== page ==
AikiTom 07-02-2000 10:54 PM

Clark Sensei,
I agree with what George Ledyard has written, but I think you are missing a distinction.
In aikido, weapons practice is not intended to make anyone proficient with a weapon - in koryu bujutsu/budo, practical use may be desired.
Ledyard Sensei is correct in my opinion when he talks about subordinating the weapon to the body of the aikidoist.
I think weapons are just a form of practice to teach certain aikido principles that can be more quickly learned through use of that weapon.
Cutting motions and postures and the balance learned all go into making a more efficient nage (tori), and thrusts and yokomenuchis with jos are really large body motions of aikido techniques/movements that can enhance empty-hand practice.
But that's my main argument with the topic. Aiki weapons may be useful as weapons, but what they teach is the purpose for the use.

Chuck Clark 07-02-2000 11:36 PM

Thanks all,

I guess that kind of answers my question. I have always thought that most aikido weapons work had little to do with efficient use of buki.

I think I'll stick with good principle with the sword and jo done with whatever intent I see fit at the moment.

If my intent happens to be blend with the attacker and use the stick in my hand as a tool (extension of my center, etc.) and do as little harm as possible... I'll probably still call it weapons work done in an aikido manner.

Regards,

AikiTom 07-03-2000 11:53 PM

Chuck,
Can you explain "buki." I haven't heard the term before. Thanks.

akiy 07-04-2000 12:57 AM

I'm not Chuck, but I'm here more often...

"Bu" is the same "bu" character as in "budo" and can be translated basically as "martial." "Ki" in this context is not the one in "aikido" but one that means "instrument."

With all of that said, "buki" basically means "weapon."

-- Jun

Guest5678 07-06-2000 12:57 PM

Mr. Ledyard wrote:

"But the koryu are full systems with the details of practice written in stone so to speak for each generation to practice without variation from the previous generation."

This is USUALLY a true statement however, it should also be realized that even in some of the Koryu arts, in particular, Muso Jikiden Eishin-ryu Iaijutsu (MJERI), the Grandmasters of the art can, and often times do, change training methods and also may even add entirely new techniques. In some cases these can be quite drastic. Imagine the suprise people felt when the ryu made the change from wearing the swords with the edge down to edge up as we practice it today. That must have had a few people scratching their heads huh?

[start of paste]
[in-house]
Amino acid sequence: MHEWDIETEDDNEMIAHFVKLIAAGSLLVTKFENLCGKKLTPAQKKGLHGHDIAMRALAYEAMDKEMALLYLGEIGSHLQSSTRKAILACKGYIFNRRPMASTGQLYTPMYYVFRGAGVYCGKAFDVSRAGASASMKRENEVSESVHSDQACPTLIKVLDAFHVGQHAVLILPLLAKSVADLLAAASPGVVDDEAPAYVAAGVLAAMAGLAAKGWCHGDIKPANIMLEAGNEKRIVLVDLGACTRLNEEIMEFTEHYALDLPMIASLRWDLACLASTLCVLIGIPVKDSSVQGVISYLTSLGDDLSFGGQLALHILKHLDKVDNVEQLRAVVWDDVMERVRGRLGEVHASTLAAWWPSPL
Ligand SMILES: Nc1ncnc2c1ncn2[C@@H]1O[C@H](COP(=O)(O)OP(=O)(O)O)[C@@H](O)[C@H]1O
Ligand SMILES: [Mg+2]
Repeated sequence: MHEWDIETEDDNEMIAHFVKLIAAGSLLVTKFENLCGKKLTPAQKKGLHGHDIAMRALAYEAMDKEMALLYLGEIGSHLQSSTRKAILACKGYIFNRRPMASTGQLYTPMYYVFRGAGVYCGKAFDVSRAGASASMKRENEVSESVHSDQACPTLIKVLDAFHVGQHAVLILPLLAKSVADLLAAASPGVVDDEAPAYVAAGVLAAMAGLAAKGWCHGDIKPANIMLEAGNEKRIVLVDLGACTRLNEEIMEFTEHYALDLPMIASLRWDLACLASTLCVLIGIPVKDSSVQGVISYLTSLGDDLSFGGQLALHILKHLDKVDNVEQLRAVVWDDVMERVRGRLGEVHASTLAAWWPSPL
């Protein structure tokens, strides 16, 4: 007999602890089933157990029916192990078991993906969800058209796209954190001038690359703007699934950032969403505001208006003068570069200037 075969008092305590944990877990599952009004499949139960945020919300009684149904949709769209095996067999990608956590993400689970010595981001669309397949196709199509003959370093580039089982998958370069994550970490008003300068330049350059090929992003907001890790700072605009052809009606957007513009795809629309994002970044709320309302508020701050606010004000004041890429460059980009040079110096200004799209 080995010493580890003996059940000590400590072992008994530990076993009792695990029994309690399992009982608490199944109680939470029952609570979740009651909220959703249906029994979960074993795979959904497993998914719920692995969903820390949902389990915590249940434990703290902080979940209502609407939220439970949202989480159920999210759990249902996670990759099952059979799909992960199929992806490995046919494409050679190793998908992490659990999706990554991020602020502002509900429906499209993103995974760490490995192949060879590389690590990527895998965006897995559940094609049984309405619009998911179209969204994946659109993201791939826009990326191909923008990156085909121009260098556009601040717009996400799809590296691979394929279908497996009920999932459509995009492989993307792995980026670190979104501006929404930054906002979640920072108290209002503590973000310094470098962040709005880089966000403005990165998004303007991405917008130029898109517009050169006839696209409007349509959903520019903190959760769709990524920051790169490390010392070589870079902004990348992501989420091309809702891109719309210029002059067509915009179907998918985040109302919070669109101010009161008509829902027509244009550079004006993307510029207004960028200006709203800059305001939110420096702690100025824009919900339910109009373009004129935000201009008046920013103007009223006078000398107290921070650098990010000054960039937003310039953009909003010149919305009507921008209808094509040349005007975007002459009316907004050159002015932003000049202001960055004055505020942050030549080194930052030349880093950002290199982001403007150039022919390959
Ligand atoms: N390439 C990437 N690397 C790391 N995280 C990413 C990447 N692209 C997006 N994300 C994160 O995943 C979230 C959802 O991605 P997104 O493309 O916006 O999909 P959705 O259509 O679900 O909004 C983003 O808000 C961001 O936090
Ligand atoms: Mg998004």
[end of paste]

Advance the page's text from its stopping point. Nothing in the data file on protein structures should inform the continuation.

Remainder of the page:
I can only offer my personal view here but after training in both (ASU) Aiki weapons and in MJERI, for me, the feeling is much different while practicing each. In Aiki-ken for example, for some reason I don't feel the desire to outright dispatch uke, even though uke is attacking, but rather to survive the experience while preventing uke from mounting another attack. ( this of course may include dispatching uke, depending on uke's intent and the situation ). ;-)

While practicing MJERI, I will give the attacker an oppurtunity to back off from the attack by first drawing the sword slowly from the saya (if the situation permits). If the attack continues, then without hesitation I will dispatch the attacker as quickly and cleanly as possible using proper technique. There are no "degrees" of ending these attacks in this particular ryu as there are in Aiki-ken. You do not "pin" your attacker as you might in Aiki-ken, or try to disarm them. You simply dispatch the attacker. Done, over with, move on.

Even though the feeling, movements and intent feels different, there are technical commonalities as well, after all, they both involve sword and good swordsmanship can trancend style in SOME areas such as proper grip, swing, distancing, timing etc....

For me, today, there is a distinct difference. Someone with many more years of practice in the koryu arts might see things differently, as I might also one day, but for now at least, at this point in my training, I don't associate the two other than they both involve, and require, good swordsmanship. They simply were not developed in the same era, and therefore, tend to serve different purposes.

Hope this helps and didn't put you to sleep.

Regards,
Dan Pokorny